A discipline order imposed by the state dental board on a dentist who had placed advertising linking dementia to missing teeth was reversed June 21 by the Supreme Court of Idaho for lack of evidence (Lon N. Peckham v. Idaho State Board of Dentistry and Kevin T. Stock).
A dentist licensed in the state since 1986, Lon Peckham came to the attention of the board for two unrelated incidents.
The first resulted from his treatment of a patient who had sought a crown for her tooth. The patient, who thought she was purchasing a silver crown, actually received a silver amalgam crown, consisting of both silver and other materials. The crown, for reasons that were difficult to determine, detached shortly thereafter, and the patient decided to file a complaint against Peckham.
The second resulted from an ad Peckham published, entitled “Shocking Research from World Authority Finds a Link Between Dementia and Missing Teeth,” and which made the titular claim. That ad drew another complaint, followed by a letter from the board demanding that Peckham pull the ad.
The actual discipline charge concerned a subsequently-published page on Peckham’s website entitled “The Truth About Dentures,” which promised “truths” the state dental board did not want patients to know and reiterated the claims of the newspaper ad, while adding further claims that missing teeth were also tied to diabetes and heart disease.
No sources were cited on the page for the claims, and Peckham wrote on the page that, “to be perfectly honest, we don’t know exactly why all these facts are true.” However, elsewhere on the site, a longer version of the claims was published with citations, including one to the Journal of the American Dental Association article, which referenced a correlation between tooth decay and dementia in a long- term study of Roman Catholic nuns, but that also failed to determine causation.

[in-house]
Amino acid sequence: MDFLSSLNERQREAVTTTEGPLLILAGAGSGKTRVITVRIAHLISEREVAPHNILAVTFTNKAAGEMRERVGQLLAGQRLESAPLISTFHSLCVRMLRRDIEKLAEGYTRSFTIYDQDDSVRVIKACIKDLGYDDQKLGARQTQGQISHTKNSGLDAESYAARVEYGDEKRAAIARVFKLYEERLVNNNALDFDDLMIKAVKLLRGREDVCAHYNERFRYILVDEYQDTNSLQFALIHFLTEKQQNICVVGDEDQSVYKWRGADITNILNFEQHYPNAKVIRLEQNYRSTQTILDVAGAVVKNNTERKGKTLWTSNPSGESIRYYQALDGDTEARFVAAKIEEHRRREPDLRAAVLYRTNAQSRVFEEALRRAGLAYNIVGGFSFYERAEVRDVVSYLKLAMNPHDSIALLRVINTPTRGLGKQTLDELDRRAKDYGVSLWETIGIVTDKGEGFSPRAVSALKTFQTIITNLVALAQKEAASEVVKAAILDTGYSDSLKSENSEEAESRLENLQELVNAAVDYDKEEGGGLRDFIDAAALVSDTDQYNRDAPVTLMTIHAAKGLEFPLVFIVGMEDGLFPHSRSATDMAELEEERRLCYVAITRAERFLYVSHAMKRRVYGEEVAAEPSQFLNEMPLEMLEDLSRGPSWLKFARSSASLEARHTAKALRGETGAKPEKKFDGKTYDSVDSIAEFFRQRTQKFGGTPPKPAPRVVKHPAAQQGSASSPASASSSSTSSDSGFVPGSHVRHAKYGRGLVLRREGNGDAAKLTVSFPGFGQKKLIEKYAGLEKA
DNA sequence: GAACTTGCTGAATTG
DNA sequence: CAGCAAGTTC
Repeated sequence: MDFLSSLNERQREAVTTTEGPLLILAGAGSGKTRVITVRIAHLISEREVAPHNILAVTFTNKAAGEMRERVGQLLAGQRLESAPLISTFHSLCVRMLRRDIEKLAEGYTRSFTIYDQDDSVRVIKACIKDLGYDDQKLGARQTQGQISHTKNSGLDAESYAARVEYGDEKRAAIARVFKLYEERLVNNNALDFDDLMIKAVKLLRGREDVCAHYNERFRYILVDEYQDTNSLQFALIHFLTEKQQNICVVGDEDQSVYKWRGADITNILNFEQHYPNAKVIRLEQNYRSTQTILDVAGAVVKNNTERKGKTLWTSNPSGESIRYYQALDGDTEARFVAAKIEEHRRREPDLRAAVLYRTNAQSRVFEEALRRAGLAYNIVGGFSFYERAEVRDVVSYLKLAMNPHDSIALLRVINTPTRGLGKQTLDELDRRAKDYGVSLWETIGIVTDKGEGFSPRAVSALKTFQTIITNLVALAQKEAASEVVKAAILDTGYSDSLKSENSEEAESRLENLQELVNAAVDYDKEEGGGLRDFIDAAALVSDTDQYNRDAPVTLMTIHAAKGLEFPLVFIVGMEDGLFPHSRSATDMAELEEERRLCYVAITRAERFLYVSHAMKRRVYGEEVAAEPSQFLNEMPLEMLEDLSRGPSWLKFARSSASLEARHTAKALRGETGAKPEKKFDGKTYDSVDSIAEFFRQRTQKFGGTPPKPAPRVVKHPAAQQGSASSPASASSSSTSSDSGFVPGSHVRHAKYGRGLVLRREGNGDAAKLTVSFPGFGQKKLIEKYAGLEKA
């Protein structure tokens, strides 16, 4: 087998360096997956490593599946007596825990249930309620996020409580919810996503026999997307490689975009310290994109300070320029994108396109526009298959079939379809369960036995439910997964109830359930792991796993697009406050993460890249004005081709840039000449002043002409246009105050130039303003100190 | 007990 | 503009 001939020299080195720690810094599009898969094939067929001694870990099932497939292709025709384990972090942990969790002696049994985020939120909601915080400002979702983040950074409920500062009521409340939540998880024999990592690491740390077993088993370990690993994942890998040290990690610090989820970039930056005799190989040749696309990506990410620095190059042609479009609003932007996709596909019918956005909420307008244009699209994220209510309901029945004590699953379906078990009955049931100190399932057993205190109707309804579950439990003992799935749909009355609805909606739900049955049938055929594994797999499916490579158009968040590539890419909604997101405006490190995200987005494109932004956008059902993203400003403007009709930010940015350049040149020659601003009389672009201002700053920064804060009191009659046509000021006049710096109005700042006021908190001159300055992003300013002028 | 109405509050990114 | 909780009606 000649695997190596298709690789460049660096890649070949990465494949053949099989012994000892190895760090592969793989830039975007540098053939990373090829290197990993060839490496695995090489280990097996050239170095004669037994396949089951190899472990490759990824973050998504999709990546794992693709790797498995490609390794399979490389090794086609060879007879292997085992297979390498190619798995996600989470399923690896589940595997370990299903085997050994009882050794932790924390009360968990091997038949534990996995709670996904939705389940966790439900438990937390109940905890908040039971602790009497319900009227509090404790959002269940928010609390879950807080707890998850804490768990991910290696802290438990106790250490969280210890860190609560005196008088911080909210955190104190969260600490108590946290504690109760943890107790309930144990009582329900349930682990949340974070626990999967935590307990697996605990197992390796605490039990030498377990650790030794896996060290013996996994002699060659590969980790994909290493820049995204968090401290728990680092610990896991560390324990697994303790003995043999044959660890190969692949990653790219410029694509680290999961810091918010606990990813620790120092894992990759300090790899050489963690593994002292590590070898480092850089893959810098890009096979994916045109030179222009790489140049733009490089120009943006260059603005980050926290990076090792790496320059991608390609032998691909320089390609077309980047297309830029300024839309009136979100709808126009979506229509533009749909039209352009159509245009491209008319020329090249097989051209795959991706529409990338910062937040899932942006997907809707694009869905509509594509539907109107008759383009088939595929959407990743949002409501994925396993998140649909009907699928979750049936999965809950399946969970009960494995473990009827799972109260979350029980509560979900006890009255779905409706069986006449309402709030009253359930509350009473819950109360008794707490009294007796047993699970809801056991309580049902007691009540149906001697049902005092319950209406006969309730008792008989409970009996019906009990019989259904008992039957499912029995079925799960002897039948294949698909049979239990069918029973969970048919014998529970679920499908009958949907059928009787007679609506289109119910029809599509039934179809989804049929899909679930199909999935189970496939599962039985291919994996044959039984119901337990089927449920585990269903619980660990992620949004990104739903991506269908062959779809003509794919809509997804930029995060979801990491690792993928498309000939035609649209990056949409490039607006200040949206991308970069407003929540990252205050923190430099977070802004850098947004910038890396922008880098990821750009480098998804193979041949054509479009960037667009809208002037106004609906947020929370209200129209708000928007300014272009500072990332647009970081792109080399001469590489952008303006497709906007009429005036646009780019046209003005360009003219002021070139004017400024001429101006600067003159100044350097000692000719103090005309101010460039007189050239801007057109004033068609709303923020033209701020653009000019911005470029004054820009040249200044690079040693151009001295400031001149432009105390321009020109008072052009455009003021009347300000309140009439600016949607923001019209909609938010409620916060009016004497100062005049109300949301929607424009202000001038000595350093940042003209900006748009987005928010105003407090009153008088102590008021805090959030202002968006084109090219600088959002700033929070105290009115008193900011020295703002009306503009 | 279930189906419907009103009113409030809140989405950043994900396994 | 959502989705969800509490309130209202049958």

The board filed an administrative complaint against Peckham in 2009, charging that he had failed to provide his patient with a real crown and that he had engaged in deceptive advertising. After a hearing, the board ordered to Peckham to pay $43,000 in fines and legal costs.
Peckham appealed, and the case eventually rose to the Supreme Court, which issued an opinion by Justice Warren Jones. He reversed the board’s decision because it had not presented sufficient evidence to prove that Peckham had committed any professional violations.
Peckham argued that, in the board’s decision that he had misled his patient about the nature of the type of crown he would install, the board had failed to provide a standard of care. The board, for its part, claimed that a standard of care was not a requirement because the case was only an administrative action.
Siding with Peckham, Jones wrote that, even assuming that what Peckham installed in his patient’s mouth was not a crown, “there is simply no evidence that a dentist in good standing under the circumstances that Dr. Peckham encountered would have apprised his patient of the obscure semantic distinction between a ‘crown’ and an ‘amalgam buildup.'” Without a standard introduced into evidence, nothing existed to show that Peckham had failed to live up to his professional duties.
As for Peckham’s misleading advertising, despite the incredible-seeming nature of his statement, the board had failed to introduce any expert testimony to rebut his claims or to introduce Peckham’s sources into evidence. “Therefore,” Jones wrote, “there is no basis for concluding that Dr. Peckham’s unrebutted testimony was inaccurate.”